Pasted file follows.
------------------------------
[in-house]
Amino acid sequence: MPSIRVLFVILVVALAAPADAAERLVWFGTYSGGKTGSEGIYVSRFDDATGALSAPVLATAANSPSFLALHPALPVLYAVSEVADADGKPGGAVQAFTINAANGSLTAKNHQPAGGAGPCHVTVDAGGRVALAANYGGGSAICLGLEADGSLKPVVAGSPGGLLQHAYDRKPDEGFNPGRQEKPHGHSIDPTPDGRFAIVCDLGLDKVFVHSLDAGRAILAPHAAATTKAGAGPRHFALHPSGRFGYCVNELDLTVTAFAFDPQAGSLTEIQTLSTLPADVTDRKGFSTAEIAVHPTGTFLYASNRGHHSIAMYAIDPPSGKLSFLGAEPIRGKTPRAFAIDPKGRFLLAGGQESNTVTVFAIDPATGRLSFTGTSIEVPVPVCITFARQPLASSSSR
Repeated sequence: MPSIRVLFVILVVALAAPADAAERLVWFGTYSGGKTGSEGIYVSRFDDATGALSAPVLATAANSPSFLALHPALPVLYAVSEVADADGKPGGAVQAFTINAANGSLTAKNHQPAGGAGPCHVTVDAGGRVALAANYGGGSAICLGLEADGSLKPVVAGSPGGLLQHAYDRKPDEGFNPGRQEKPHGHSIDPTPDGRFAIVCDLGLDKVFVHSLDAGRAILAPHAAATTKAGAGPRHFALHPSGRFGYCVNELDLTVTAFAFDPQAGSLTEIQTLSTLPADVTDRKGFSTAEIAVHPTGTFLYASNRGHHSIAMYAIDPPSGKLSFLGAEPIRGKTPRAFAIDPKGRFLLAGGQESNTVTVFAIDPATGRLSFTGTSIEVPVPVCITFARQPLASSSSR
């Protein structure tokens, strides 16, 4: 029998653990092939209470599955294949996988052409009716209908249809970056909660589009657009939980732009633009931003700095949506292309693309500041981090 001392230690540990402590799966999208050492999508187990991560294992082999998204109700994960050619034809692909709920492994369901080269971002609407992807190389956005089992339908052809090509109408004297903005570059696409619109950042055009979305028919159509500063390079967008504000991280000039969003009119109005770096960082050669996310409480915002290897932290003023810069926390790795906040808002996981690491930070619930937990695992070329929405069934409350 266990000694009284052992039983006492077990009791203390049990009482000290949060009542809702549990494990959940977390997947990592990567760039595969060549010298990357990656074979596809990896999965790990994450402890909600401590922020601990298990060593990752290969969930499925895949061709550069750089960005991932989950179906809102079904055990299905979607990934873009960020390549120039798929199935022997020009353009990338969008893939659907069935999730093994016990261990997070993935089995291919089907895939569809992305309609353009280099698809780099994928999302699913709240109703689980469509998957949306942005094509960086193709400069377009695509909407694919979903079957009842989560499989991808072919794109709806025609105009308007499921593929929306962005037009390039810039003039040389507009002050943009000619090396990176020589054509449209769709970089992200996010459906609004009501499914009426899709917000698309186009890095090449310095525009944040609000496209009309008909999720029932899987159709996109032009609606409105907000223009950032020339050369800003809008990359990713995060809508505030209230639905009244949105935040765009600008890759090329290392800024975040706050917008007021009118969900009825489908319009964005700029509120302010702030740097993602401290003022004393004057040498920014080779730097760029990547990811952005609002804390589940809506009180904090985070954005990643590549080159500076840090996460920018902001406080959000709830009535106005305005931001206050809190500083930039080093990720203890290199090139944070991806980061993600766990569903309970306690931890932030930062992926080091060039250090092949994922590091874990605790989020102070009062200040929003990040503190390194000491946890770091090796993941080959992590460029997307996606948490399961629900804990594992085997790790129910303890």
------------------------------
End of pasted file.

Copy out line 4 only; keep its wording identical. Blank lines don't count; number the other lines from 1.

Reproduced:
């Protein structure tokens, strides 16, 4: 029998653990092939209470599955294949996988052409009716209908249809970056909660589009657009939980732009633009931003700095949506292309693309500041981090 001392230690540990402590799966999208050492999508187990991560294992082999998204109700994960050619034809692909709920492994369901080269971002609407992807190389956005089992339908052809090509109408004297903005570059696409619109950042055009979305028919159509500063390079967008504000991280000039969003009119109005770096960082050669996310409480915002290897932290003023810069926390790795906040808002996981690491930070619930937990695992070329929405069934409350 266990000694009284052992039983006492077990009791203390049990009482000290949060009542809702549990494990959940977390997947990592990567760039595969060549010298990357990656074979596809990896999965790990994450402890909600401590922020601990298990060593990752290969969930499925895949061709550069750089960005991932989950179906809102079904055990299905979607990934873009960020390549120039798929199935022997020009353009990338969008893939659907069935999730093994016990261990997070993935089995291919089907895939569809992305309609353009280099698809780099994928999302699913709240109703689980469509998957949306942005094509960086193709400069377009695509909407694919979903079957009842989560499989991808072919794109709806025609105009308007499921593929929306962005037009390039810039003039040389507009002050943009000619090396990176020589054509449209769709970089992200996010459906609004009501499914009426899709917000698309186009890095090449310095525009944040609000496209009309008909999720029932899987159709996109032009609606409105907000223009950032020339050369800003809008990359990713995060809508505030209230639905009244949105935040765009600008890759090329290392800024975040706050917008007021009118969900009825489908319009964005700029509120302010702030740097993602401290003022004393004057040498920014080779730097760029990547990811952005609002804390589940809506009180904090985070954005990643590549080159500076840090996460920018902001406080959000709830009535106005305005931001206050809190500083930039080093990720203890290199090139944070991806980061993600766990569903309970306690931890932030930062992926080091060039250090092949994922590091874990605790989020102070009062200040929003990040503190390194000491946890770091090796993941080959992590460029997307996606948490399961629900804990594992085997790790129910303890």